The concept of local legal employer or employer of record gains momentum as a form of hiring

Tuesday 20 June 2023

Ángel Olmedo Jiménez
Garrigues, Madrid


Advances in technology combined with new needs following the global Covid-19 pandemic have not only given rise to new ways of organising work, but also to new ways of hiring personnel, where geographical borders cease to be an impediment.

In recent years, globalisation and business requirements, particularly in certain sectors, have meant that companies have been forced to try and expand their business internationally, inevitably requiring them to set up shop in new countries.

Faced with this situation, rather than using the traditional business expansion model based on setting up legal entities in different countries (branches, for example) and, consequently, formalising employment contracts or contracts for services, alternatives such as the employer of record (EOR), already widely used in English-speaking countries, are becoming increasingly popular.

The details

EORs are commercial entities that take on the formal position of employer and, consequently, assume the formal obligations incumbent on employers (hiring, registration of new hires and terminations for social security purposes, monthly payment of salaries and social security contributions), thereby enabling companies to expand internationally without having to have a minimum structure in place in another country or assume any kind of legal obligation due to having employees working for them who have been hired in a different country.

However, that being said, it is important to bear in mind that EORs are not permitted in all countries and it is, therefore, vital to confirm beforehand that the regulatory requirements in different areas, particularly labour laws, have been met.

Thus, we cannot ignore the fact that some legal systems consider that there can only be one employer and it is not, therefore, legally possible for two employers to co-exist (where one assumes the formal obligations deriving from the employment relationship and the other enjoys the fruits of the employee’s labour). What is more, these legal systems even provide for a range of consequences deriving from the use of this business model, including fines.

The situation in Spain

Specifically, and with respect to the Spanish legal system, hiring employees through an EOR could pose certain risks. In this regard, employees can only be hired by a different entity in very specific instances in which the company needs to outsource a service (and the service provider is the actual employer and is entirely responsible for organising the service provided) or, in very exceptional cases, to cover temporary needs, in which case employees can be hired through a temporary employment agency.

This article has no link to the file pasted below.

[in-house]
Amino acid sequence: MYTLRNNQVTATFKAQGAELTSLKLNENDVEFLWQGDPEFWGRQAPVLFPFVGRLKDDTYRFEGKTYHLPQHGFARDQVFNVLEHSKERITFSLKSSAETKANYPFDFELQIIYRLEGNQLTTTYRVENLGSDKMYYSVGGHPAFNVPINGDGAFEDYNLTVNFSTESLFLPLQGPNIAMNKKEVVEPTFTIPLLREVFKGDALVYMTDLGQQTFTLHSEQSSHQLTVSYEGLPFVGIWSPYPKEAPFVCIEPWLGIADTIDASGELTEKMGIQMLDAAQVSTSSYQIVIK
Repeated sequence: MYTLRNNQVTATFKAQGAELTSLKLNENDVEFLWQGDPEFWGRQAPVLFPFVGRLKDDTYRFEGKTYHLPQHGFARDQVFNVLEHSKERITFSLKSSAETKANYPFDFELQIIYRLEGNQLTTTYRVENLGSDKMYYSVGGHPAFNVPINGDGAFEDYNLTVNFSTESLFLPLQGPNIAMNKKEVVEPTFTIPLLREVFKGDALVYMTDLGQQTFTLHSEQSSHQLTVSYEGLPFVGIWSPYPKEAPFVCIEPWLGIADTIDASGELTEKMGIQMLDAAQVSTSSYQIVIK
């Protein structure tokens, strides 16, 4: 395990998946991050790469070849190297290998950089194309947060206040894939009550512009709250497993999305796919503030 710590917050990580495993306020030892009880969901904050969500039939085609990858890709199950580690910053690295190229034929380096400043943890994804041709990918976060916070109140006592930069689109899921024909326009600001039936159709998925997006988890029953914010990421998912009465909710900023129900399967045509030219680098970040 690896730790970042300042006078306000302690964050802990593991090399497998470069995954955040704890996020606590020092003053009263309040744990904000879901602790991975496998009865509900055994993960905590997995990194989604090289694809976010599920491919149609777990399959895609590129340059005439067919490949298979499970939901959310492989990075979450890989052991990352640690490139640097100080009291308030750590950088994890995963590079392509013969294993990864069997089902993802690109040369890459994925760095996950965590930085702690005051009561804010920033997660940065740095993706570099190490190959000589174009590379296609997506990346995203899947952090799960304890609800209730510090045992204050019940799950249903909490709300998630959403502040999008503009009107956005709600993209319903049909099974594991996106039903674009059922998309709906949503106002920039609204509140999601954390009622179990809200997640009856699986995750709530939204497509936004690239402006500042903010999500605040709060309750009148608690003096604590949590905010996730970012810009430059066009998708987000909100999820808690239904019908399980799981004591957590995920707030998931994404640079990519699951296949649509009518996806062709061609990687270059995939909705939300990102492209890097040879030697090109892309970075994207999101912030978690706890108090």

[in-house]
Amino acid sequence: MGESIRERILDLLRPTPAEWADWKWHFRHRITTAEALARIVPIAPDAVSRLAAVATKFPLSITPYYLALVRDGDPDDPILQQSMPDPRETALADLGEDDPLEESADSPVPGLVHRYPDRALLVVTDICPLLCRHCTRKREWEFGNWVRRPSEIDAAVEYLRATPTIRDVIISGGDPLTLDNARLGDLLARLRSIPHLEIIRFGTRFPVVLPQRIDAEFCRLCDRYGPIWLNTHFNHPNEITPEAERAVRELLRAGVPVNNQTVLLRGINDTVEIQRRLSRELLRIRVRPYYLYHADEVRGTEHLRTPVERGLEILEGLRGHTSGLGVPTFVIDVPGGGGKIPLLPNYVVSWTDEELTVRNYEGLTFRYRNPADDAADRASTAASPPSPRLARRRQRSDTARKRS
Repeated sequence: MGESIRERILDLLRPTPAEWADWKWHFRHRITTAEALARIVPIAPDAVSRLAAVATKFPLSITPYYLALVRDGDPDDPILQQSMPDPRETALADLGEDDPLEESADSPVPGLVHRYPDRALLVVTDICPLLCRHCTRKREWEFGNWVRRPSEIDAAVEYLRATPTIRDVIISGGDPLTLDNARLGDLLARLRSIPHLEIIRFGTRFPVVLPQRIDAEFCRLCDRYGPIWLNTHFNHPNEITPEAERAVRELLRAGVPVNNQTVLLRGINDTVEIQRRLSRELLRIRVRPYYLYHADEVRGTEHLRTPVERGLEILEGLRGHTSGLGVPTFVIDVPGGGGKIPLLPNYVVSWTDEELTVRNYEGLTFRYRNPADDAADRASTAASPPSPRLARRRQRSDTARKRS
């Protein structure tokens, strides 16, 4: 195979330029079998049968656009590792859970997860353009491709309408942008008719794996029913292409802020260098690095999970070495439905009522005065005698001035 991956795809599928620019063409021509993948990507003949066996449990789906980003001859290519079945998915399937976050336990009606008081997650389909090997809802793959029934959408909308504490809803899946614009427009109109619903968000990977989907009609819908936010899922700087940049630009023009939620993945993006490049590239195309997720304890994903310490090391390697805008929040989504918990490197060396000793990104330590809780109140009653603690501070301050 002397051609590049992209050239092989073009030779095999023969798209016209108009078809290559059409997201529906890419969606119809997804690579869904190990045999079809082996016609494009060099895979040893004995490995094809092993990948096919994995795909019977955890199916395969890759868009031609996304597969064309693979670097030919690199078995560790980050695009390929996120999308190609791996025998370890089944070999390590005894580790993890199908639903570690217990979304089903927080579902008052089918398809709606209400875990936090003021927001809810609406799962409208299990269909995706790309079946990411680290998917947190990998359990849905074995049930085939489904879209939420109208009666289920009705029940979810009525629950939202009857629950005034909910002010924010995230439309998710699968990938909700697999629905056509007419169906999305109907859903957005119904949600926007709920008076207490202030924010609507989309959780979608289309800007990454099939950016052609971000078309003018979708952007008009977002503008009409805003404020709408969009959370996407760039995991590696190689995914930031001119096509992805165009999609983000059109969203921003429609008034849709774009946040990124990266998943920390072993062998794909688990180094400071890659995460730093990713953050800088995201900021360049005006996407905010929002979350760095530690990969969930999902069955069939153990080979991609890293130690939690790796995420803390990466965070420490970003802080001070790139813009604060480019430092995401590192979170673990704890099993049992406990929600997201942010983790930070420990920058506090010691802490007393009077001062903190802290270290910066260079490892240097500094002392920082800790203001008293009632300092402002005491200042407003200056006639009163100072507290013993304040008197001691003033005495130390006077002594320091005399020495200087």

Accordingly, hiring employees through an EOR could be considered an unlawful loaning of workers in cases where the hiring company is merely acting as an employer of record and the only services it provides for the main company are the hiring of the employee and the making of the related salary, social security and tax payments. In other words, the employee is really employed and managed by the main company, not the EOR.

In view of the above, the legal consequences envisaged under Spanish labour law in the event of a declaration on the unlawful loaning of workers are that the employees hired through the EOR would be considered main company employees from the moment they started providing services through the EOR (both companies will be jointly and severally liable for the employment and social security obligations of the employees) and, most importantly, the companies involved could be penalised for the commission of a very serious infringement (with a fine between €7,501 and €225,018, to be decided by the labour and social security inspection authorities, depending on the number of employees involved, the revenue of the main company, wilful intent, etc). Once the penalty becomes final, the company could also be barred from entering into public sector contracts (contracts with public authorities in Spain).


In conclusion, while the opportunities offered by technology, which have seen a resurgence following the pandemic, and the new ways of working are giving rise to new models of working that promote business expansion and globalisation, for the moment we cannot ignore the need to confirm whether these mechanisms are lawful under different legal systems or rule out the need to make laws more flexible to continue to foster much needed globalisation.